NO plays an important role in host defense and inflammation in addition to its regulation of vascular tone and oxidative stress. NO directly inhibits infiltration of inflammatory cells and release of inflammatory cytokines [83]. eNOS activity and NO release are mainly regulated by post-translational modifications via fatty acid and phosphorylation as well as protein-protein interaction with other effector molecules including heat shock protein (HSP) 90 and Cav-1. Cav-1 binding to eNOS in the basal state suppresses eNOS dissociation from Cav-1 and synthesis of NO [84]. Thus, Cav-1 has a negative role as an allosteric modulators of eNOS [85]. Studies using Cav-1 scaffolding domain fused to the cellular internalization peptide and antennapedia (AP) showed that the amino acids 82–101 of Cav-1 contain the binding sites for eNOS and that F92 is the key residue for this inhibitory effect. Ca2+ regulation and signaling can also be involved in inflammatory responses. Cav-1 in combination with calcium could maintain the non-activated state of eNOS. When the concentration of intracellular Ca2+ increases, Ca2+ binds to the calcium regulatory protein, which results in replacement of Cav-1, and then eNOS is isolated from Cav-1, binds to HSP90 [86]. After depalmitoylation and phosphorylation of eNOS, the production of NO is increased; then palmitoylated eNOS returns to caveolae [87]. When Cav-1 expression is silenced by siRNA, eNOS activity and NO release are increased. Maniatis and colleagues [57] found that endocytosis of caveolae mediates the activation of eNOS. When endothelial cells are activated by glycoprotein gp60 (Glycoprotein60), Cav-1 regulates the endocytosis of caveolae and the production of NO. The augment of NO was occurred in 2 min and lasted for 20 min, which was accompanied by the Src kinase activation. The activation of the Src kinase can promote phosphorylation of Cav-1, Akt and eNOS, resulting in eNOS dissociation from Cav-1. The inhibitor of the Src kinase can prevent the production of NO. Cav-1 sequesters p42/44 MAPK cascade members including epidermal growth factor (EGF) receptor, Raf, microtubule-associated protein (MAP)-1 and extracellular signal-regulated kinase 1/2 (ERK1/2), resulting in inhibition of this pathway [88]. eNOS, on the other hand, might undergo phosphorylation. Folic acid promotes eNOS dephosphorylation at negative regulatory sites and increases phosphorylation at positive regulatory sites, resulting in a higher concentration of cGMP and phosphoinositide 3-kinase (PI3K)/Akt activity [89]. It was found that ABCA1 and ABCG1 can preserve eNOS activity in high-fat and high-cholesterol diet-fed mice. Increased interaction of Cav-1 with eNOS is also detected in aortic homogenates of high-cholesterol diet–fed ABCG1 deficient mice, which is accompanied by a decrease in eNOS activity and an impaired endothelial function [90]. LDL cholesterol-loaded ECs are known to increase the Cav-1/eNOS interaction with a decreased production of NO [91]. The enhancement of cholesterol efflux via ABCG1 reduces the inhibitory interaction between eNOS and Cav-1 [57].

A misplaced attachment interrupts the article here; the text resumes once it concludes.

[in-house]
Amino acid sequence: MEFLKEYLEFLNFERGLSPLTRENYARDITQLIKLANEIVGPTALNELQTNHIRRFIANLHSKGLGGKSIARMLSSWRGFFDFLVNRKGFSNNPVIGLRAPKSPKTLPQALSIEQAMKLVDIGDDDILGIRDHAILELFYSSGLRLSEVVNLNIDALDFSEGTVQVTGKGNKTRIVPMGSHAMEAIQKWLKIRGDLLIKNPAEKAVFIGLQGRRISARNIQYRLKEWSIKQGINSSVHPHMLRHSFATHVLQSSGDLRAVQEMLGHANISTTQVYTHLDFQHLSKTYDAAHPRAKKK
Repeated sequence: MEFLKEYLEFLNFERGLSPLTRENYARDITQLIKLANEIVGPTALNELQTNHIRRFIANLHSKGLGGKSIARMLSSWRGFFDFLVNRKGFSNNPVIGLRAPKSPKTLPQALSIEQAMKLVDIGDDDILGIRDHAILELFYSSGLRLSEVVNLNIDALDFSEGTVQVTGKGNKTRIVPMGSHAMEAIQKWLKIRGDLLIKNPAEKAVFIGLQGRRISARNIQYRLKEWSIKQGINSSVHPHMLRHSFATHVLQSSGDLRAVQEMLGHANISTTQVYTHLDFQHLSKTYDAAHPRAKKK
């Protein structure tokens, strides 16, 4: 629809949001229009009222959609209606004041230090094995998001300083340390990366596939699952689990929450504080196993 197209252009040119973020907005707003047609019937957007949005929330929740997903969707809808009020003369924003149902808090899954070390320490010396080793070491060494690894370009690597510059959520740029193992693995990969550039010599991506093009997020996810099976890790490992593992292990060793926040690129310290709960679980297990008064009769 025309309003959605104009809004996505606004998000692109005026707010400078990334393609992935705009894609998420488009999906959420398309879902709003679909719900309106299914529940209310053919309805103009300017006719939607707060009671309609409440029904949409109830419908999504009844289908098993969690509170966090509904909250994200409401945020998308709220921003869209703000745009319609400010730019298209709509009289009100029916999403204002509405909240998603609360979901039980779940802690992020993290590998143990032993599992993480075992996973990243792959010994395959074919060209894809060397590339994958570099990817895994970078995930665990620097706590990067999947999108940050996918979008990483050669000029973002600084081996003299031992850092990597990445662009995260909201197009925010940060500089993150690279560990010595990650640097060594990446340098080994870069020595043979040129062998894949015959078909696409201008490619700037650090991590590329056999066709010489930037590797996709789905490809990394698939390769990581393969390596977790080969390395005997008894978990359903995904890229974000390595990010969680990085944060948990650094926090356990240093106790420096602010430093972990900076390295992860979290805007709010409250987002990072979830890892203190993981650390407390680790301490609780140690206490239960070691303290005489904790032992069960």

Muhammad and colleagues demonstrate that Cav-1 deficiency dampens TLR4 signaling through eNOS activation [92]. Inhibition of eNOS results in a decreased production of pro-inflammatory cytokines, and then reduces the NF-κB activation in response to LPS in Cav-1 knockout mice. LPS induces TLR binding with MyD88 and initiate either MyD88-dependent or independent pathway [93,94]. MyD recruits IRAK4 (IL-4 receptor-associated kinase) and IRAK1 (IL-1 receptor-associated kinase). The kinase activity of IRAK4 is critical for the TLR-mediated immune response. The IRAK4 kinase-inactive-knock-in mice are resistant to TLR4 signaling-induced shock response due to impairment of TLR-mediated induction of pro-inflammatory cytokines and chemokines. IRAK1 is phosphorylated by IRAK4, leading to TRAF6 recruitment to receptor complex, and activation of TAK1, one of the members of MAPK family. TAK1 then activates NF-κB [95,96]. The levels of TNFα and macrophage inflammatory protein (MIP) induced by LPS were significantly decreased in plasma of Cav-1 null mice. Thus, eNOS activation secondary to Cav-1 deficiency induces IRAK4 nitration and subsequent impairment of its kinase activity, and thereby selectively dampens the TLR signaling mediated by the MyD88-IRAK4 pathway [97].